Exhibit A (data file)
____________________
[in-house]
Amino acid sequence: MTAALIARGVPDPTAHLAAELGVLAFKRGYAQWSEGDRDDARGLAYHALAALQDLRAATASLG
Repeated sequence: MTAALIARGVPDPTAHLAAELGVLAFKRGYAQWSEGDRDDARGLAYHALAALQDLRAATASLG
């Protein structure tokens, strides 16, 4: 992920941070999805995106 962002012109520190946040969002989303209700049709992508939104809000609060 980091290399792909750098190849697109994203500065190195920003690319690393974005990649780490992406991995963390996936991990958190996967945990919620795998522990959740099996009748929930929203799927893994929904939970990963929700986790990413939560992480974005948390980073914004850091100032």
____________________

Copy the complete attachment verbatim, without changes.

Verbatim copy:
[in-house]
Amino acid sequence: MTAALIARGVPDPTAHLAAELGVLAFKRGYAQWSEGDRDDARGLAYHALAALQDLRAATASLG
Repeated sequence: MTAALIARGVPDPTAHLAAELGVLAFKRGYAQWSEGDRDDARGLAYHALAALQDLRAATASLG
């Protein structure tokens, strides 16, 4: 992920941070999805995106 962002012109520190946040969002989303209700049709992508939104809000609060 980091290399792909750098190849697109994203500065190195920003690319690393974005990649780490992406991995963390996936991990958190996967945990919620795998522990959740099996009748929930929203799927893994929904939970990963929700986790990413939560992480974005948390980073914004850091100032």